Boston magnate Silas Endicott has brought his daughter Elizabeth with him to Aleppo on “a small philanthropic expedition.” Their mission is to deliver food and supplies to survivors. Elizabeth, a recent graduate of Mount Holyoke College, with a rudimentary knowledge of Armenian, plans “to chronicle what she sees for their organization, the Friends of Armenia.” Having taken a crash course in nursing, she also plans to volunteer at the hospital.
But within minutes of arriving and meeting the American consul, they come upon a “staggering column” of women who are all “completely naked, bare from their feet to the long drapes of matted black hair. . . . Their skin has been seared black by the sun or stained by the soil in which they have slept or, in some cases, by great yawning scabs and wounds that are open and festering.” They are being herded through the town by Turkish soldiers before being marched east, supposedly to be placed in “camps,” a word the consul says is a misnomer: “I am told that slaughterhouse is more apt.”
Among these desperate deportees, Elizabeth befriends a woman named Nevart and the young orphan she has saved. “This is Hatoun,” says Nevart. “Like me, she is unkillable.” Having witnessed her own mother’s beheading, Hatoun is virtually mute. Nevart’s generosity toward the child is a poignant reminder of kindness and courage set against the inhuman acts being perpetrated around them.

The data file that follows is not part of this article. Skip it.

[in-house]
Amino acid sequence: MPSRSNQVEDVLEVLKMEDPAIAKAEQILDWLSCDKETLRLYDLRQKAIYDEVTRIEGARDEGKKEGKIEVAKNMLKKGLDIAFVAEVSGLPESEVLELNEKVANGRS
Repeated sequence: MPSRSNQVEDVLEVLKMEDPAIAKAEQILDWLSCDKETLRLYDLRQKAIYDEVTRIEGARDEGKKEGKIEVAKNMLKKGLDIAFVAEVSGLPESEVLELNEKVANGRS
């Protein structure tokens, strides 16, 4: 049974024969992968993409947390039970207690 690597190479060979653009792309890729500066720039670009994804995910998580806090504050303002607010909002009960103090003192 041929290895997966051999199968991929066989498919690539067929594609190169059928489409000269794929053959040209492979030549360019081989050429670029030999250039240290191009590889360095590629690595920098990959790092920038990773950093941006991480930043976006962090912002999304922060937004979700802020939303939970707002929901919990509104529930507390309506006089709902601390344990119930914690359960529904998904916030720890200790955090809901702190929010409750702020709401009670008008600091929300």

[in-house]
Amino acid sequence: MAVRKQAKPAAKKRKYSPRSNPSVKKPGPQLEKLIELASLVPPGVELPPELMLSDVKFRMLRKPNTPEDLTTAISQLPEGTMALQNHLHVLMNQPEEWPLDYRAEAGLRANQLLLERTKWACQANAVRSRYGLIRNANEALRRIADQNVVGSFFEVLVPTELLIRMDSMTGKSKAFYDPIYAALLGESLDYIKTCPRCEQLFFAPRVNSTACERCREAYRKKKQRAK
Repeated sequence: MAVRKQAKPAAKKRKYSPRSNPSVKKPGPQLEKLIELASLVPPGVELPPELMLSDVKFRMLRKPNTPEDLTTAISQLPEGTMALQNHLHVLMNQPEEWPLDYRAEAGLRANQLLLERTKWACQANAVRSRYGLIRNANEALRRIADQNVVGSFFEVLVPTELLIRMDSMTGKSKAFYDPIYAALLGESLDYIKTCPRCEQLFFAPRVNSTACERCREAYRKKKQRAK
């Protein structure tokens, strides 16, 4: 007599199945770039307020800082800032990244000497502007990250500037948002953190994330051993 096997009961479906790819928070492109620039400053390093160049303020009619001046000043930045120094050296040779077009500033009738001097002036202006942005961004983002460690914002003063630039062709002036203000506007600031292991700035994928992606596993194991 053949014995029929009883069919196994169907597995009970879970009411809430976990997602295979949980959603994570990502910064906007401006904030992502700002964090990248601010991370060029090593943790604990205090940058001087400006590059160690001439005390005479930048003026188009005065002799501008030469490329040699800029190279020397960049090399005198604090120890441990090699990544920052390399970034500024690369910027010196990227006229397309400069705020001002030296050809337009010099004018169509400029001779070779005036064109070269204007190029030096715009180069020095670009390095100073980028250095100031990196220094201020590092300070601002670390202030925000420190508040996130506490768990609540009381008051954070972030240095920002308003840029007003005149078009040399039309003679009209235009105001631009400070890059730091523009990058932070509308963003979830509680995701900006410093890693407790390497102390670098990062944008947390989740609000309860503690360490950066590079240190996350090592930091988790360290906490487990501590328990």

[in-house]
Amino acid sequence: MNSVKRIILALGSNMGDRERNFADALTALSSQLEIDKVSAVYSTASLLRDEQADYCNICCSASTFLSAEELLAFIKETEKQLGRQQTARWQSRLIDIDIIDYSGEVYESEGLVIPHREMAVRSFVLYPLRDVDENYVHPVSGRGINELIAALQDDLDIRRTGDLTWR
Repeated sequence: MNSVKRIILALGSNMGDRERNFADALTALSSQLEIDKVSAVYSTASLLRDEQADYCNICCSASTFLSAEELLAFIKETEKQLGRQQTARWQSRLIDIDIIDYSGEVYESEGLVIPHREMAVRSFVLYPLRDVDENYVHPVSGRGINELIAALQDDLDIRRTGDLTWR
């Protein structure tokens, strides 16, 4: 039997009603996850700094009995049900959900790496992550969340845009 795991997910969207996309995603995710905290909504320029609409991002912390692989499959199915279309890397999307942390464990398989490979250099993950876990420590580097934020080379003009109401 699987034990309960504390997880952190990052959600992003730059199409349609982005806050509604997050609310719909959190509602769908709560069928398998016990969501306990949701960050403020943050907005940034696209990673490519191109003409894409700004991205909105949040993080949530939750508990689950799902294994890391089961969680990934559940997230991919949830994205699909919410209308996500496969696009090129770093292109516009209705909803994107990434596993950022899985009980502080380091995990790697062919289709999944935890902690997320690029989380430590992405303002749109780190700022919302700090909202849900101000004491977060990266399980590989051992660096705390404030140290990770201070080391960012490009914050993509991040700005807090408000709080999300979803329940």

A few days after arriving in Aleppo, Elizabeth and her father are in a restaurant with the consul, when an Armenian engineer named Armen enters with two German soldiers. “Germany and Turkey are allies,” one of the trio explains, as they all begin talking. But alarmed by what their ally is doing to the Armenians, these Germans are secretly taking photographs, although they know it’s illegal. “It’s espionage. It’s treasonous.” The consul urges them to get the pictures out or give them to him.
“We want to be sure that Americans know how dire the situation here has become,” Elizabeth tells Armen the next day. As their friendship moves quickly toward romance, Elizabeth learns that Armen has lost his wife and baby daughter. “I need to do something,” he tells her. “I can’t be a bystander to all this. I can’t die a sheep.” What he does next will change their lives.